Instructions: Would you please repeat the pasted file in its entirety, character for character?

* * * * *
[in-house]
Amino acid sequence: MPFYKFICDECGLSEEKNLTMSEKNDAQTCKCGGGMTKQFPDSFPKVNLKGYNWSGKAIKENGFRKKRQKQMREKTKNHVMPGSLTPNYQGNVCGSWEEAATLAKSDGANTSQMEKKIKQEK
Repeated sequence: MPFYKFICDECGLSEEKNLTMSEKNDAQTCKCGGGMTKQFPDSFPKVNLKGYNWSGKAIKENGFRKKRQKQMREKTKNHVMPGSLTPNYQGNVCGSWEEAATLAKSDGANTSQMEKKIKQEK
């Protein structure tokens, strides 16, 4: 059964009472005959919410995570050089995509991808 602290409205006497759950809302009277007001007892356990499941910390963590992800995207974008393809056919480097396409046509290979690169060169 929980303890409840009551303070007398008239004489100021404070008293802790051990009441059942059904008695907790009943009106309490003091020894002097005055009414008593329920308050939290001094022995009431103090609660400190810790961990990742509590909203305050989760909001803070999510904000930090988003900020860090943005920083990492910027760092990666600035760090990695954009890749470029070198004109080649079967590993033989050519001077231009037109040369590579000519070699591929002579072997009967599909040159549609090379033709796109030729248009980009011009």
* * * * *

[in-house]
Amino acid sequence: MPFYKFICDECGLSEEKNLTMSEKNDAQTCKCGGGMTKQFPDSFPKVNLKGYNWSGKAIKENGFRKKRQKQMREKTKNHVMPGSLTPNYQGNVCGSWEEAATLAKSDGANTSQMEKKIKQEK
Repeated sequence: MPFYKFICDECGLSEEKNLTMSEKNDAQTCKCGGGMTKQFPDSFPKVNLKGYNWSGKAIKENGFRKKRQKQMREKTKNHVMPGSLTPNYQGNVCGSWEEAATLAKSDGANTSQMEKKIKQEK
């Protein structure tokens, strides 16, 4: 059964009472005959919410995570050089995509991808 602290409205006497759950809302009277007001007892356990499941910390963590992800995207974008393809056919480097396409046509290979690169060169 929980303890409840009551303070007398008239004489100021404070008293802790051990009441059942059904008695907790009943009106309490003091020894002097005055009414008593329920308050939290001094022995009431103090609660400190810790961990990742509590909203305050989760909001803070999510904000930090988003900020860090943005920083990492910027760092990666600035760090990695954009890749470029070198004109080649079967590993033989050519001077231009037109040369590579000519070699591929002579072997009967599909040159549609090379033709796109030729248009980009011009």